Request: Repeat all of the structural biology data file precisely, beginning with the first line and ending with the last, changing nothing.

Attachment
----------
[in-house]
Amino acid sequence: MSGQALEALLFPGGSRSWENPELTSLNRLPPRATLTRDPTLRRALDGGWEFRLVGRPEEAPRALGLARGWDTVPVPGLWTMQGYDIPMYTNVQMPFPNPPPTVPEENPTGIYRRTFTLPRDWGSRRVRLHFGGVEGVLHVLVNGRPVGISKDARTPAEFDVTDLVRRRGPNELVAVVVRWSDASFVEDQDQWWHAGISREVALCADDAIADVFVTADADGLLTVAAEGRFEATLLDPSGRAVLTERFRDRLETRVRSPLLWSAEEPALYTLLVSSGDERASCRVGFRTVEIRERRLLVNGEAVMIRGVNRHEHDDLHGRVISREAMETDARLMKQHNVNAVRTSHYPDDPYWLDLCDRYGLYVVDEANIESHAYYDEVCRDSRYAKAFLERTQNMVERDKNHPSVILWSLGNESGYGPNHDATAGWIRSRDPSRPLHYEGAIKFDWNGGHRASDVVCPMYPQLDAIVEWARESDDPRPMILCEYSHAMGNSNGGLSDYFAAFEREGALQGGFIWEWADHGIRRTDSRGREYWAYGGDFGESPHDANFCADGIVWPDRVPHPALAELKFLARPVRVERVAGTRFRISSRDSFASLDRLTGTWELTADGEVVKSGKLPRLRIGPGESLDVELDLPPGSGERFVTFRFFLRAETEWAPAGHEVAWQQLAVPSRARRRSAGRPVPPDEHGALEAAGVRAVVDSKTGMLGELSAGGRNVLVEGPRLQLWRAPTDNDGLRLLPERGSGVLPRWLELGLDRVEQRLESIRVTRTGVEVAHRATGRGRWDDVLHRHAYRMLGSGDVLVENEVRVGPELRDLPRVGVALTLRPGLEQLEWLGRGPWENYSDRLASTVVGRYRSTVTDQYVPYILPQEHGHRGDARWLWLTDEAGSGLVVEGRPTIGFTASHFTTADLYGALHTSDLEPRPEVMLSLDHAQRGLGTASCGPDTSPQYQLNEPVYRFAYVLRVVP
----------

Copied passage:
[in-house]
Amino acid sequence: MSGQALEALLFPGGSRSWENPELTSLNRLPPRATLTRDPTLRRALDGGWEFRLVGRPEEAPRALGLARGWDTVPVPGLWTMQGYDIPMYTNVQMPFPNPPPTVPEENPTGIYRRTFTLPRDWGSRRVRLHFGGVEGVLHVLVNGRPVGISKDARTPAEFDVTDLVRRRGPNELVAVVVRWSDASFVEDQDQWWHAGISREVALCADDAIADVFVTADADGLLTVAAEGRFEATLLDPSGRAVLTERFRDRLETRVRSPLLWSAEEPALYTLLVSSGDERASCRVGFRTVEIRERRLLVNGEAVMIRGVNRHEHDDLHGRVISREAMETDARLMKQHNVNAVRTSHYPDDPYWLDLCDRYGLYVVDEANIESHAYYDEVCRDSRYAKAFLERTQNMVERDKNHPSVILWSLGNESGYGPNHDATAGWIRSRDPSRPLHYEGAIKFDWNGGHRASDVVCPMYPQLDAIVEWARESDDPRPMILCEYSHAMGNSNGGLSDYFAAFEREGALQGGFIWEWADHGIRRTDSRGREYWAYGGDFGESPHDANFCADGIVWPDRVPHPALAELKFLARPVRVERVAGTRFRISSRDSFASLDRLTGTWELTADGEVVKSGKLPRLRIGPGESLDVELDLPPGSGERFVTFRFFLRAETEWAPAGHEVAWQQLAVPSRARRRSAGRPVPPDEHGALEAAGVRAVVDSKTGMLGELSAGGRNVLVEGPRLQLWRAPTDNDGLRLLPERGSGVLPRWLELGLDRVEQRLESIRVTRTGVEVAHRATGRGRWDDVLHRHAYRMLGSGDVLVENEVRVGPELRDLPRVGVALTLRPGLEQLEWLGRGPWENYSDRLASTVVGRYRSTVTDQYVPYILPQEHGHRGDARWLWLTDEAGSGLVVEGRPTIGFTASHFTTADLYGALHTSDLEPRPEVMLSLDHAQRGLGTASCGPDTSPQYQLNEPVYRFAYVLRVVP